By Mark Davis
Powell Tribune Via Wyoming News Exchange 

Is a Yellowstone eruption closer than thought?

 

August 3, 2023

Scientists say not necessarily

POWELL — In the same way digital photography has evolved from 3 megapixel state-of-the-art professional DSLR cameras in the late 90s to folks now carrying 15 megapixel cameras in their cellphones, scientists are enjoying the benefits from vastly improved imaging, a leading expert studying the Yellowstone Volcano reports.

A team of researchers from the University of Utah, New Mexico University and the Institute of Earth Sciences in Taiwan in 2020 deployed 650 temporary seismometers in Yellowstone to measure seismic wave speeds in the subsurface of the caldera’s magma chamber.

The massive deployment resulted in the best picture of the magma chamber ever seen and has led to interesting findings. Important — though rarely discussed around work-place water coolers outside of those intended for scientists — the deployment provided a view at how magma waves behave; specifically if horizontally oriented waves of magma are faster or slower than vertically oriented ones.

“It helps us better understand what the magma chamber actually looks like; it's not a blob of partially molten material that is even throughout. Rather, it is almost stratified, with some partially molten sills towards the top,” said Mike Poland, scientist-in-charge of the Yellowstone Volcano Observatory, adding, “Quite frankly, it’s amazing that we are starting to achieve this level of [image] resolution.”

The research is important and could be used to better help save lives in the future as scientists work to understand geophysical structure and improve forecasts of eruptions and earthquakes.

Yet, it is somewhat expensive. The current seismic network in Yellowstone maintained by the University of Utah Seismograph Stations consists of about 40 stations, costing approximately $35,000 to $40,000 each. The 650 smaller seismographs used in the recent research each cost about $1,500.

The research also found that the percentage of semi-liquid or melt material in Yellowstone’s magma chamber is possibly higher than previously thought, suggesting it could be as high as 28%.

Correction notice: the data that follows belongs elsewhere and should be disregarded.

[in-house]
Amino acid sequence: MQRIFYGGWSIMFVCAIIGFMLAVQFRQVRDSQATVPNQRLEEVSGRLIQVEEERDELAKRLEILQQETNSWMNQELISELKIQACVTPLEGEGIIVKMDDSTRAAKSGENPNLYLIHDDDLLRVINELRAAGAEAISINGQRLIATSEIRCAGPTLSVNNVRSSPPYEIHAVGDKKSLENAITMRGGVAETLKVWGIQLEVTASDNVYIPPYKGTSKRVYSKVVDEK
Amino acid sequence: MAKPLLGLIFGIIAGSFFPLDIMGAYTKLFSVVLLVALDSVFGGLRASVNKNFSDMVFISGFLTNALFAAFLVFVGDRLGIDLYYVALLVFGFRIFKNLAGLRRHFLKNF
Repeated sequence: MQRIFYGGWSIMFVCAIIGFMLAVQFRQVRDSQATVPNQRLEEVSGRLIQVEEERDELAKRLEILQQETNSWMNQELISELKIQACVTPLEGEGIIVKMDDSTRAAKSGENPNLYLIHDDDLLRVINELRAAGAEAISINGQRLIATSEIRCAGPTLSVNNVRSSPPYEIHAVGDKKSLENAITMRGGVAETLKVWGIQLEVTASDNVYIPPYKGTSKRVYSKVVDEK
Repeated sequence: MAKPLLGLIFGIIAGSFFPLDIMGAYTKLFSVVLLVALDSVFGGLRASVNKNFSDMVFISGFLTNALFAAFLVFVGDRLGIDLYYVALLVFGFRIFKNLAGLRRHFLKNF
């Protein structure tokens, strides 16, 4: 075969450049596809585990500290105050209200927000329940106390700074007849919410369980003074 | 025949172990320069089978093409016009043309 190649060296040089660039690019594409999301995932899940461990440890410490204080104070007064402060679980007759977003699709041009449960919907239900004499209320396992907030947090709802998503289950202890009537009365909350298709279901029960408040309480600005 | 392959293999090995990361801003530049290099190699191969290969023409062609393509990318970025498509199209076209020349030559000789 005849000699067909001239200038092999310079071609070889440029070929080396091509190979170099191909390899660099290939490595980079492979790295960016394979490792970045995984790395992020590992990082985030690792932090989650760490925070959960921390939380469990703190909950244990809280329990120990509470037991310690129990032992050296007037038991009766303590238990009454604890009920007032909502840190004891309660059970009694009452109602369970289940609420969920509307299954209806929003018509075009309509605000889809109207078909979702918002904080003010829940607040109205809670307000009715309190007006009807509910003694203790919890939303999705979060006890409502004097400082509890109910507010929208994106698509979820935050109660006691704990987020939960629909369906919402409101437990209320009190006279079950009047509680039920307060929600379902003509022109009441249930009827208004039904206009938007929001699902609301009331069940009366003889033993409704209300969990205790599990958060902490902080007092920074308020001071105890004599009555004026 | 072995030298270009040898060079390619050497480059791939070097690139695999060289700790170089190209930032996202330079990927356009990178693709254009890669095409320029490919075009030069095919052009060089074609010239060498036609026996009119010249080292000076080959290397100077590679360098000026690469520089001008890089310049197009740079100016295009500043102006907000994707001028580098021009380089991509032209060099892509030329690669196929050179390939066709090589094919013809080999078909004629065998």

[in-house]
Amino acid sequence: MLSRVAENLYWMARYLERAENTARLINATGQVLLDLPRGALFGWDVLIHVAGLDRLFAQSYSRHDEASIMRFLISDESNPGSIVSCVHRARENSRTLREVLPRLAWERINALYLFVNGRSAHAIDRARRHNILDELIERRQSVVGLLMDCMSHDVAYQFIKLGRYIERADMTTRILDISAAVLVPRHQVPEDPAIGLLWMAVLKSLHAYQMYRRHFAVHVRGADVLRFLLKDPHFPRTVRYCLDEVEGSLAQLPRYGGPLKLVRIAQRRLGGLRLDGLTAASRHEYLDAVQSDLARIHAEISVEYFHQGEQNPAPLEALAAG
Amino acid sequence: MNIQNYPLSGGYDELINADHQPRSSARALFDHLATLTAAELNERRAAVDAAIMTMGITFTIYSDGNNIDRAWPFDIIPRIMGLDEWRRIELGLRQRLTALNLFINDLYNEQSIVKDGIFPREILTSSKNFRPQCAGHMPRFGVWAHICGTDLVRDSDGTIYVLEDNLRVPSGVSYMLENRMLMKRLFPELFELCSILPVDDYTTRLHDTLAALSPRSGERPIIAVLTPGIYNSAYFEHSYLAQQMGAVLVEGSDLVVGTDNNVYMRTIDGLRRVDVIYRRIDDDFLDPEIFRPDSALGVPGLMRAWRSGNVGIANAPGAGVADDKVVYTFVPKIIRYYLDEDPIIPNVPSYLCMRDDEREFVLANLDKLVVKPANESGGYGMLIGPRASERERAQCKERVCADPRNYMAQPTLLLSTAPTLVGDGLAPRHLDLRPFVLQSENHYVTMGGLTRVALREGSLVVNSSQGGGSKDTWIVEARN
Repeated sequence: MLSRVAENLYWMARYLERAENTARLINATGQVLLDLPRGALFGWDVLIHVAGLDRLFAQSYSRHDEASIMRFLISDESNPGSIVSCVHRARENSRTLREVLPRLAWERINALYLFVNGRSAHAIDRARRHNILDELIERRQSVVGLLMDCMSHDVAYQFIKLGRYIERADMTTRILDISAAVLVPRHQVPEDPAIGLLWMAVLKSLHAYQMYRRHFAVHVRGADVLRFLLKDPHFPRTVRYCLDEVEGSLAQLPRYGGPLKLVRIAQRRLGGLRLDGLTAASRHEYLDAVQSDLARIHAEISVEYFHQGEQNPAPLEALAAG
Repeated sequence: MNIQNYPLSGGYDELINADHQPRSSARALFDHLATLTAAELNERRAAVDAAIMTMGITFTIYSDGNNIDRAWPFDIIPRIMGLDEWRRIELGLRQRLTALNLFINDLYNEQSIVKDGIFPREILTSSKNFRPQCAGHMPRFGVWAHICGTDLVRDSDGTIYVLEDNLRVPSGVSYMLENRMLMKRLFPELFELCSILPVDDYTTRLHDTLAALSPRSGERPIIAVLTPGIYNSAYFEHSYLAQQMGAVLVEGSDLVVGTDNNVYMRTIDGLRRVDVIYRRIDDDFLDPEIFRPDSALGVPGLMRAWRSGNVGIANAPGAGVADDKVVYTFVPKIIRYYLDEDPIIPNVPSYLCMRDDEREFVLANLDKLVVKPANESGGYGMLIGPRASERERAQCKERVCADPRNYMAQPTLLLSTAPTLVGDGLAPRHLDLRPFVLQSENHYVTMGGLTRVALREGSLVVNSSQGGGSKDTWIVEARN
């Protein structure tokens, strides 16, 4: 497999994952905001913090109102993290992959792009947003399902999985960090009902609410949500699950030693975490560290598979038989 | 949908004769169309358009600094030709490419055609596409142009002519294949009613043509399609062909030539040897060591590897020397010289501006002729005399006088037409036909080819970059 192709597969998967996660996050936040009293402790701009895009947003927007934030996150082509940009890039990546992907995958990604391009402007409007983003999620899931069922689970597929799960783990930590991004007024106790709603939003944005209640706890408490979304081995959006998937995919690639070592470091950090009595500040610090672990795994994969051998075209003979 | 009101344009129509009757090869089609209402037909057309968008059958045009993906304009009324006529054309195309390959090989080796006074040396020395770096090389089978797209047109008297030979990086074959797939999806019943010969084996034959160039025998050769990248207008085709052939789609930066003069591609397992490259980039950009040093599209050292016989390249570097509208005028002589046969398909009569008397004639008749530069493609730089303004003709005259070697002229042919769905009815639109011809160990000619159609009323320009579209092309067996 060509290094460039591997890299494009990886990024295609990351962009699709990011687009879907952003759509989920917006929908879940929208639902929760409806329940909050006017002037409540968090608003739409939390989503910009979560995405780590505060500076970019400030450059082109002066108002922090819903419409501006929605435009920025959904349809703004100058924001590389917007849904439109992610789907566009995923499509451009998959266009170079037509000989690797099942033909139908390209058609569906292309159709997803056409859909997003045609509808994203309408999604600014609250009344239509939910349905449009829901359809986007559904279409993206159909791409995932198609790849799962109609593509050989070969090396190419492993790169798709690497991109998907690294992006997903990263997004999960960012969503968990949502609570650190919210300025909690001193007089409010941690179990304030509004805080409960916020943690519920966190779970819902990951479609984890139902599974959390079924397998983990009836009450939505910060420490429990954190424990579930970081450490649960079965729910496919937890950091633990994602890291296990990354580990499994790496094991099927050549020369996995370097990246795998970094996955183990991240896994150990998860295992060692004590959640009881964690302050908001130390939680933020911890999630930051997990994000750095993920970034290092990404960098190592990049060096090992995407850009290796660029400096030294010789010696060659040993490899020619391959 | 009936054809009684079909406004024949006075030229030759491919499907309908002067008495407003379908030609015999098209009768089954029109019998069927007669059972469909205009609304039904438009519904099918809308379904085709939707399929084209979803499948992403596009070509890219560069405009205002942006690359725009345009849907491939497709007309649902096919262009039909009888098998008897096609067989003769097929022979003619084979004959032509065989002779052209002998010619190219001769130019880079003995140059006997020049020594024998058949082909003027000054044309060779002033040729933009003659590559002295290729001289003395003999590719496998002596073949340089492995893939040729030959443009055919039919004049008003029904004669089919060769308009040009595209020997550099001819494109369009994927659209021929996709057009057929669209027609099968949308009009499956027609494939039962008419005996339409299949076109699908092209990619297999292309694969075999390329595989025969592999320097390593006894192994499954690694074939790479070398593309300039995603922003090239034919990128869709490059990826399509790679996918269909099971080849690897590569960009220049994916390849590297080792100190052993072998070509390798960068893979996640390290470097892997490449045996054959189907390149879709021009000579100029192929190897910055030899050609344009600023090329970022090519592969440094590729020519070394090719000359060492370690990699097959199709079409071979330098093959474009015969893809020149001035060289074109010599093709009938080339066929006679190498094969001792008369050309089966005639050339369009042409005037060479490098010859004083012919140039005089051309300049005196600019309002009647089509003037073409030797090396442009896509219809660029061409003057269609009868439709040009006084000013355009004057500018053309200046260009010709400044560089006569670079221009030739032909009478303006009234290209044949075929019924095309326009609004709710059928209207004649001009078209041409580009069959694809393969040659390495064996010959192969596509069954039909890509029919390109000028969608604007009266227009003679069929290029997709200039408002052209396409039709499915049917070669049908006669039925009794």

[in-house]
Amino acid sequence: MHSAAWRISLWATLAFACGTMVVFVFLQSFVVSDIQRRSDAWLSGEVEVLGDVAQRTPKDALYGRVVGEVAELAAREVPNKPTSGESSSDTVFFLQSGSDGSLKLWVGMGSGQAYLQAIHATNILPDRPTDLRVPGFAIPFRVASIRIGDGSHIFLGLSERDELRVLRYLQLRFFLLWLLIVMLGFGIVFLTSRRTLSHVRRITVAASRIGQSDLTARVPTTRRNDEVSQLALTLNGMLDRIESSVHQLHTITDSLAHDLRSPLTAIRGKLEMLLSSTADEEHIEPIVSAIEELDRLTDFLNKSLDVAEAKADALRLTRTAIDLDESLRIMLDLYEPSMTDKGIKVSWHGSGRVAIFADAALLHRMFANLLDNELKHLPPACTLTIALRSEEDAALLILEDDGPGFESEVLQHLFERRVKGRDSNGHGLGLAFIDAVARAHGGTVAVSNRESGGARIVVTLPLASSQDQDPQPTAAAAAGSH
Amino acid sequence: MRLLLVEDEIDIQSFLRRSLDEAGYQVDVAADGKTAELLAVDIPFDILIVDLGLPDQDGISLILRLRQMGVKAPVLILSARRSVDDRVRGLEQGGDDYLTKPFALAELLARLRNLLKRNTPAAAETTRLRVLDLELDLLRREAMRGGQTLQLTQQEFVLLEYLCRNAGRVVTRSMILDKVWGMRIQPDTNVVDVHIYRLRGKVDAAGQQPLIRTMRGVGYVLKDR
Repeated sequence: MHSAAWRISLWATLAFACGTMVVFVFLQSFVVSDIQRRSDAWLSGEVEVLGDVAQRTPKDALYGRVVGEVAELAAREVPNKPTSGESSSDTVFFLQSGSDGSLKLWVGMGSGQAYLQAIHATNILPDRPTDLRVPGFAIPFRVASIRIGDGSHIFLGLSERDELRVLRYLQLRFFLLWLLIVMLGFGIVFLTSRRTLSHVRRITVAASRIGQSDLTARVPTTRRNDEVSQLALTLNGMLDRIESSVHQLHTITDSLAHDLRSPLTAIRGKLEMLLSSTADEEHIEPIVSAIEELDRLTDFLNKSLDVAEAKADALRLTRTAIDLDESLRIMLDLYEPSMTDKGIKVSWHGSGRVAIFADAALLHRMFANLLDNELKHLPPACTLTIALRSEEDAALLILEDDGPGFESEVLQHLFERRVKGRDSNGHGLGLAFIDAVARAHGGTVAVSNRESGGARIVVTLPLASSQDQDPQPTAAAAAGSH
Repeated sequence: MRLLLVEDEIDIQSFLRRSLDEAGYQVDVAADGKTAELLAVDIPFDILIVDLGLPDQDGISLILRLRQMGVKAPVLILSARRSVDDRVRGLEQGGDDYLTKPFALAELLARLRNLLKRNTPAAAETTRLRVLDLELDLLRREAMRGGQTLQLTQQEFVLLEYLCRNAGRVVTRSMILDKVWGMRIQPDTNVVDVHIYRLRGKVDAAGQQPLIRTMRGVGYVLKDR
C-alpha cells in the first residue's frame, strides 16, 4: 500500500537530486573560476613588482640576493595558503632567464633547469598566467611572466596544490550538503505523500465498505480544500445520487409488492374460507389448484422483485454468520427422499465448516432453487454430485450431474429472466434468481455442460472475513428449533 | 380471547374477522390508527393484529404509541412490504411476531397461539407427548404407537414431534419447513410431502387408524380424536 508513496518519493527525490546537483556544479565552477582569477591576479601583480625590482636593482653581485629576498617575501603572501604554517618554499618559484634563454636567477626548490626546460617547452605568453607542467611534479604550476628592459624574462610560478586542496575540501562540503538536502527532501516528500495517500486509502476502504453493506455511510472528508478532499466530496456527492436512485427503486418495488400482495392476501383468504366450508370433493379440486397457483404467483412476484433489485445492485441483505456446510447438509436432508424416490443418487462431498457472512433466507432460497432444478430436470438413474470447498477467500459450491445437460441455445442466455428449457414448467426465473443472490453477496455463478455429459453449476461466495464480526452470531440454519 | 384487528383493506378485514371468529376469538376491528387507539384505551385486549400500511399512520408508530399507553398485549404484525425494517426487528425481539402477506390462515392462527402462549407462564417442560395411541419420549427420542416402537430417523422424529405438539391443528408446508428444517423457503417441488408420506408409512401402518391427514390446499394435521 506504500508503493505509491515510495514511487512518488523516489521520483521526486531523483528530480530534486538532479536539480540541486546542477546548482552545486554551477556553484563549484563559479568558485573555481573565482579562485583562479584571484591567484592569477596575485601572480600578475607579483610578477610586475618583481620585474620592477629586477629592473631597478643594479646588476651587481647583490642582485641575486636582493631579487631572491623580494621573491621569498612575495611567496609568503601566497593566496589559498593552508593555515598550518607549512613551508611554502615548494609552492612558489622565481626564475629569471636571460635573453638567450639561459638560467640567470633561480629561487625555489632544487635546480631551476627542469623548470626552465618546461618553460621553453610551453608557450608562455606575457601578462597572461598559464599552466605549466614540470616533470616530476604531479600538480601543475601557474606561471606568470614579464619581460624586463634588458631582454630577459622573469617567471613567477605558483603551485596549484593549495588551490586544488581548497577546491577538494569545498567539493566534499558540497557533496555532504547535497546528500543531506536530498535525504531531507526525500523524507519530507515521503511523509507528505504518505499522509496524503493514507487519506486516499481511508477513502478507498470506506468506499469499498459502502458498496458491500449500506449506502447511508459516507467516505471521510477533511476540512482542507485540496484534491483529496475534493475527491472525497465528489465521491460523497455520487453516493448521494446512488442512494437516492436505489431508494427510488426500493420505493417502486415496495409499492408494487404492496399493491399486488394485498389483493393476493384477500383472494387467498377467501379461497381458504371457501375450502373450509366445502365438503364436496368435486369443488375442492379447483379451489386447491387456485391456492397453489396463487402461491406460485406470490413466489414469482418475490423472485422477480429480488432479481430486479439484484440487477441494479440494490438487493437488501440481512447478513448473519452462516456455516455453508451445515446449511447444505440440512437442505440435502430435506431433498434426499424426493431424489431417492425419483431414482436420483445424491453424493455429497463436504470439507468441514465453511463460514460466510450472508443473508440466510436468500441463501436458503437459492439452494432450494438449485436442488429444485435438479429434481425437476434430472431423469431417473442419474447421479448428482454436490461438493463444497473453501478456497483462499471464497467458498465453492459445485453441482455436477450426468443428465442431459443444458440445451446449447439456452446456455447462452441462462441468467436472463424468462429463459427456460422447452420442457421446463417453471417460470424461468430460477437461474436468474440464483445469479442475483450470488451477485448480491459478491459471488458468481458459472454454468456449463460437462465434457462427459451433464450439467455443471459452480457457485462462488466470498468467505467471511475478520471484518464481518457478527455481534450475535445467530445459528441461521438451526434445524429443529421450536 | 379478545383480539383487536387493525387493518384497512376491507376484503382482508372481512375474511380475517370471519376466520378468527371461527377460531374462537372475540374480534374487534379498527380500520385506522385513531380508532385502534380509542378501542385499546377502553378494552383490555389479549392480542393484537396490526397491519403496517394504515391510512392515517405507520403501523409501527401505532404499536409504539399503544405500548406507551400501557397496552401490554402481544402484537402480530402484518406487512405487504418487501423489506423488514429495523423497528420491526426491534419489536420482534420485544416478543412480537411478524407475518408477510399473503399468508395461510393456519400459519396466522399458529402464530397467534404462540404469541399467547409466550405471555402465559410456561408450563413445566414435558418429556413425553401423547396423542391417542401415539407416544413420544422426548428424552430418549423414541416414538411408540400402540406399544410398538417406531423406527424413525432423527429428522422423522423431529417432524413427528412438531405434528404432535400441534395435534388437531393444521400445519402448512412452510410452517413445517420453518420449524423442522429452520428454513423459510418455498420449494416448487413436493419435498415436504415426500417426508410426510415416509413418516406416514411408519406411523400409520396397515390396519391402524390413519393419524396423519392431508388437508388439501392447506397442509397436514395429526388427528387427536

It is the observation about the percentage of melt that has sparked concern by some outside the Yellowstone Volcano Observatory that the volcano might be closer to an eruption than previously thought.

But before you start prepping for the end of the world as we know it, the consensus is there are many thousands of years left before the super-volcano will erupt again — even among some of those who frequently post online videos with salacious headlines in the hopes of increasing their click rate through fear.

One such source published a video titled “Yellowstone is Closer to Erupting than Previously Thought” using footage of jarring eruptions to grab attention. While the video agrees that an eruption is a long way off, it does suggest (through a series of examples presented by an unidentified creator) that the increased amount of melt means an eruption is much closer than previously thought.

The problem with the statement, said Jamie Farrell, who is part of the research team and University of Utah seismologist, is that while there is believed to be a higher percentage of melt than previously thought, that doesn’t mean the amount is increasing.

“Even though the percent is larger, it doesn’t mean there is more or less now,” Farrell said.

The experts presented the study in the scientific journal “Earth and Planetary Science Letter” and wrote that despite the fact that the melt percentage is higher than previous estimates, it is still much lower than required to erupt.

Farrell said a melt percentage of 50% is needed for the magma to become mobile.

“More importantly, such improvement of understanding Yellowstone’s system has guided us in a promising direction to studying other volcanic systems on Earth.

For instance, applying the same method at other volcanoes could provide important insights into how magma is stored in hazardous and frequently active systems — information that can improve eruption forecasts,” the team wrote in the July 31 edition of Caldera Chronicles, which is published by the U.S. Geological Survey.

The key to identifying reliable scientific information begins with looking for information provided by experts in the field that are properly sourced, not through social media posts that rely on their publications for a revenue stream, Poland said.

“If people stop watching this content, it means less income,” Poland said. In attempts to keep the revenue flowing, salacious headlines are used to draw folks in. When misinformation is published, it can take a long time for scientists to correct the public’s misconceptions.

“I spend a tremendous amount of my time fighting that kind of misinformation. And I get a lot of questions from people like, why aren’t you reporting this?” he said.

This story was published on August 1, 2023.

 
X
 

Powered by ROAR Online Publication Software from Lions Light Corporation
© Copyright 2024